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A-Rod: Nothing new to report on alleged HGH doc

New York Yankees third baseman Alex Rodriguez removes

New York Yankees third baseman Alex Rodriguez removes his batting helmet before a spring training baseball game against the Toronto Blue Jays. (March 6, 2010) Photo Credit: AP

TAMPA, Fla. - Alex Rodriguez didn't have much to say the day after a Canadian doctor under investigation in Canada and the United States said he treated the third baseman last year during his rehab.

But A-Rod did say he was "at ease" with things.

Rodriguez, speaking briefly at his locker in the Yankees' clubhouse Tuesday morning, did not refute, or confirm for that matter, the claim of Anthony Galea, a sports medicine doctor facing multiple charges, including the distribution of performance-enhancing drugs, that he treated Rodriguez with anti-inflammatories.

"I have nothing new to report," Rodriguez said.

Asked if he wasn't talking because he doesn't want to talk or that he has been told not to, Rodriguez paused and laughed.

"I think the latter," he said.

Though Rodriguez has been criticized for not talking at length in the past week, rarely, if at all, do individuals involved in such inquiries speak publicly before meeting with investigators.

The Mets' Jose Reyes and Carlos Beltran each talked recently about their interviews with authorities relating to the same case, but did so only after their sessions with investigators.

Rodriguez said last week he had been contacted by federal authorities and planned to cooperate but said Tuesday he was still not aware when or where the interview would take place.

Rockies closer Huston Street said Tuesday that federal authorities have contacted him about Galea. Street says he visited Galea in Toronto in 2007 and 2008 while the righthander was playing for the Oakland Athletics.

He was looking for help with an irritated nerve in his elbow, then problems with his hip and quadriceps. Street says he received oxygen therapy from Galea but most of the treatment he got was chiropractic.

Galea told The Associated Press on Monday that he has never given HGH to any athlete and that he treated Rodriguez with anti-inflammatories while the third baseman was recovering from hip surgery.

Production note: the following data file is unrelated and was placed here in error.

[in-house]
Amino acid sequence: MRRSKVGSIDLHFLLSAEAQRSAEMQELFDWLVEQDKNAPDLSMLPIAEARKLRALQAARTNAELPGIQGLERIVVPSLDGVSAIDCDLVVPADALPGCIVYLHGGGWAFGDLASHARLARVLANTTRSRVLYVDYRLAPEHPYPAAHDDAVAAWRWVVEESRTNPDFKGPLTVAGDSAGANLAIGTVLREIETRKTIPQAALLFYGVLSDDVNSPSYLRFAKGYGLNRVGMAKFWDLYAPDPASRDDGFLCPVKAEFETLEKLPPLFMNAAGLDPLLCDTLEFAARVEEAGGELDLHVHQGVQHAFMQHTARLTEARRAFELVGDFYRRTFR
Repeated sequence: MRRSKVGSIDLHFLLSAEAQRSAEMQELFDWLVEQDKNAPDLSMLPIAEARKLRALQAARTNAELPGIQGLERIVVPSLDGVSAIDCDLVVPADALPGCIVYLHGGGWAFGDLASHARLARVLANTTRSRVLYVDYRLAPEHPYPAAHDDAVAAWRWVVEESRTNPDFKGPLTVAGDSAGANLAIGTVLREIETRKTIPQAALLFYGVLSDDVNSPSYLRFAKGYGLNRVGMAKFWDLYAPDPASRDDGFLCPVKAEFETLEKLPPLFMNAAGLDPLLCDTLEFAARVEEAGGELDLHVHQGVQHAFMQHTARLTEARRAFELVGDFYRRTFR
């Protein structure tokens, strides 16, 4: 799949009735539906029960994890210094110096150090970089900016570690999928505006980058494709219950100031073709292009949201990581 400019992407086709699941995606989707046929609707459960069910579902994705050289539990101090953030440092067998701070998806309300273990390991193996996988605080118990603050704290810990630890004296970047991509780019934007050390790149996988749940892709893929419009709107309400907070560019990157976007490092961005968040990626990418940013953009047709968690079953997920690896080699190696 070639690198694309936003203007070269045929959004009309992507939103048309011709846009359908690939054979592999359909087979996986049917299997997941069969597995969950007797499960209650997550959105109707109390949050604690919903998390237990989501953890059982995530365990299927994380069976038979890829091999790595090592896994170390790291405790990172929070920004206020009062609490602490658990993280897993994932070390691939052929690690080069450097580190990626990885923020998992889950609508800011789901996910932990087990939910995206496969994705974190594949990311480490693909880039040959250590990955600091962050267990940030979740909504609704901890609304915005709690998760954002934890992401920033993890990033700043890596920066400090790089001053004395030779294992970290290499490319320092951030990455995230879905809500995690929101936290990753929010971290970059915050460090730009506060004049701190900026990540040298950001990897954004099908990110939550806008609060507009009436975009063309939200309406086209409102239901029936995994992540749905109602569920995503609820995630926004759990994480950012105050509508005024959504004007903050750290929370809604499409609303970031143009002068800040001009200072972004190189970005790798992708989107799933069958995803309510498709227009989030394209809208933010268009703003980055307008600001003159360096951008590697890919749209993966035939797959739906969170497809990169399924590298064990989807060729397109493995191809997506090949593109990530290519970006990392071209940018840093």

The doctor who performed that surgery, Marc Philippon, told The New York Times on Monday that he did not know of Galea having treated Rodriguez until Galea's statements to the AP.

The Yankees privately have expressed irritation with Rodriguez regarding his connection to Galea and they'll have plenty of questions for him once he talks to investigators, the primary of which might be why he didn't tell them about possibly seeking medical help outside the club.

Publicly, the Yankees have declined to comment beyond the statement they released last week after Rodriguez said he had been contacted by, and would cooperate with, federal authorities investigating Galea.

Managing general partner Hal Steinbrenner, speaking Tuesday after the announcement of the New Era Pinstripe Bowl at the Stadium, declined to elaborate on the statement in which the Yankees essentially distanced themselves from Galea, saying they never "authorized Dr. Tony Galea to treat Alex Rodriguez nor do we have any knowledge of any such treatment."

"There's really nothing more to say than what we said last week," Steinbrenner said. "We didn't know Alex was seeing this doctor. I'm told that he's going to cooperate with the authorities in full, answer some questions for them. Until that's done, there's not much to add."

Rodriguez said Tuesday he had not spoken to Beltran or Reyes, and also said he was not frustrated that others in the case have started to speak out.

"I'm at ease no matter what," Rodriguez said. "But like I said, I have nothing else to add."

Asked if he would just as soon get the matter over with, he nodded.

"Sure."

With Ken Davidoff and AP

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